[ix] ‘I went on sick leave so that kind of covered me as I was opening shops and seeing people and all. Then I was turning professional and the army gave me leave of absence. I didn’t ask for it but it was good PR for them too. After five years, I told them I’d tasted civvy street and I liked being back. I was in the army from 1985 to 1995 and left it a sergeant. I went on a career break after I won at the Olympics. And I made kind of a rash decision that I wasn’t going to turn pro. It was thrust upon me. People were telling me to do this and that. I didn’t know what I wanted to do myself. I was 25 years old and I was basically being told to give up boxing because I had won an Olympic. What were my options? I’d fulfilled a lifetime dream by winning. Inevitably I was going to be beaten as an amateur, no question about it, not the way judging and politics goes. I’d got to the very top of amateur boxing. Promoters were coming in and offering me crazy money to turn pro. But I wasn’t ready to give up boxing. I would have stayed amateur if anyone had made me that offer. But they didn’t. Grants were only just coming into play. So I left the army and turned professional in 1994. I could have stayed with the army another 2 years but then I’d have had to serve another 11 years. But I’d been out for seven years and things had moved on s I’d have had to be retrained. It’s a totally new army now. A lot of my mates are still in it but they’ve gone to cushier numbers.’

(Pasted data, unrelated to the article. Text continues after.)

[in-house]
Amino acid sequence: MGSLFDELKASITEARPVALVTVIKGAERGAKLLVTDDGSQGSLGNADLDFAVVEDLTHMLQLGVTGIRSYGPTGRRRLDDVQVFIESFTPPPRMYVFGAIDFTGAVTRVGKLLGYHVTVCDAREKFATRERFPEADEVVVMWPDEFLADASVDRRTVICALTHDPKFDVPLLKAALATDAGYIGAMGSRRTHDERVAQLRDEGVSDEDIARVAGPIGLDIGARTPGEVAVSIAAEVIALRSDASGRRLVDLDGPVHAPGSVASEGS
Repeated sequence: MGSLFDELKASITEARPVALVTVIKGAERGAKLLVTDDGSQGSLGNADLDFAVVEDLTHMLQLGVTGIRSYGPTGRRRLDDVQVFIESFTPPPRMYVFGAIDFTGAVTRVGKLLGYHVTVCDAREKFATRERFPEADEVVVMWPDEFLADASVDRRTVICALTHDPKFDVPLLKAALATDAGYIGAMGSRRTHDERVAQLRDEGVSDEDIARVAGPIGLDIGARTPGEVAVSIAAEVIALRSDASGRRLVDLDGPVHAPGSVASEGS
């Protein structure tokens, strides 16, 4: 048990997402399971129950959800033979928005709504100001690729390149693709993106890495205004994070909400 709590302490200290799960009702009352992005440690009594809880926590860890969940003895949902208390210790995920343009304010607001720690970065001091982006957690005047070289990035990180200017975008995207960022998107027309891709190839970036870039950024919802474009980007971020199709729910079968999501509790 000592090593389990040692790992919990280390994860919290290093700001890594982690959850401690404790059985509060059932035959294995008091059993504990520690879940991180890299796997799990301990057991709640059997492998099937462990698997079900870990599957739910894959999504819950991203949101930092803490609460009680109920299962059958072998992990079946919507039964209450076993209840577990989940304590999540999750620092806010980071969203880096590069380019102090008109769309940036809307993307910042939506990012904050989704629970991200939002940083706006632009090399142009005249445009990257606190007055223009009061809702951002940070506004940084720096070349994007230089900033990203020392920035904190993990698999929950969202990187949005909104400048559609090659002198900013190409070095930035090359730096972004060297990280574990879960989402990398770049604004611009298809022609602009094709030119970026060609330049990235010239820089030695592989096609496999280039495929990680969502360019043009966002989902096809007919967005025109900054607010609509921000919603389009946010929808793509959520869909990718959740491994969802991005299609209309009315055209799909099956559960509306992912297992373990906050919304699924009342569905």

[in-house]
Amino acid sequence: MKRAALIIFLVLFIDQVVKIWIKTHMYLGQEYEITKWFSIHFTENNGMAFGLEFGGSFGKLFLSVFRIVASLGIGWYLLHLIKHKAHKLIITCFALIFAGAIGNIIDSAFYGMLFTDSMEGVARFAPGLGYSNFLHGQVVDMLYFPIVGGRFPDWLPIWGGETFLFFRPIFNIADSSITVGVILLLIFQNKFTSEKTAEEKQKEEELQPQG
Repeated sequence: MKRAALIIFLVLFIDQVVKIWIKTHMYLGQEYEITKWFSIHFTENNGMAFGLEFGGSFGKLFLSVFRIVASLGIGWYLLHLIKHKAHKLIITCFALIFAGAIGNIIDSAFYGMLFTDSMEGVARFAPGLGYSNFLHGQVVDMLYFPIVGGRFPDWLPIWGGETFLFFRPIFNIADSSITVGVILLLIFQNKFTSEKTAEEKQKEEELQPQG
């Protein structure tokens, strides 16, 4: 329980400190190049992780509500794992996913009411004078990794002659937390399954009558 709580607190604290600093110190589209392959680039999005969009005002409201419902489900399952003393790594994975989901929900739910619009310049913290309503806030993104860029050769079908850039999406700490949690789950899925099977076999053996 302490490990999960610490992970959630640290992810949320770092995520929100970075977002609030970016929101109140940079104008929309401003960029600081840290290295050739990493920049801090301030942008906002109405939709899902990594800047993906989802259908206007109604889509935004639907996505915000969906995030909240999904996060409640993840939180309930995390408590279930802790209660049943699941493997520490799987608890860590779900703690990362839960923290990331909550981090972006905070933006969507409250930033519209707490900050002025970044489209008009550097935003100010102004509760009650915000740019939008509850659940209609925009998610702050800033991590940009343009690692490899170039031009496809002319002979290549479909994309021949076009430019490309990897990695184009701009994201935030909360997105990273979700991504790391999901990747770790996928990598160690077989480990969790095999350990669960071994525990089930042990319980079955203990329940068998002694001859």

[x] After taking some time out, he joined his brother Mark in 'Carruth's Carpets' on the Long Mile Road. In November 2003 he opened his own business, 'Michael Carruth Interiors', specializing in floors and doors. Since 1998, he has lived in Naas, with wife Paula and children Leah (born 1999) and Carl (born 2001). ‘I’m 18 years married so I’m going alright. I was 24 when I married and I’m 42 now’. He still travels to Drimnagh Boxing Club three times a week. I can’t argue with my life so far. I’m an Olympic champion and always will be. I don’t see people looking at me anymore. I’ve had it for the last 18 years and you learn to adapt. Someone comes up and wants an autograph, no problem. Why not? He’s not asking for a fight or a kiss!’
[xi] He is also a practising Sports Injuries & Holistic Massage Therapist and was masseur to the Westmeath football team in 2009. He is a fully qualified NCEF Fitness Instructor and holds an ITEC Diploma in Holistic Massage. AS of March 2010, he is the new community development officer for the IBA for Dublin City Council.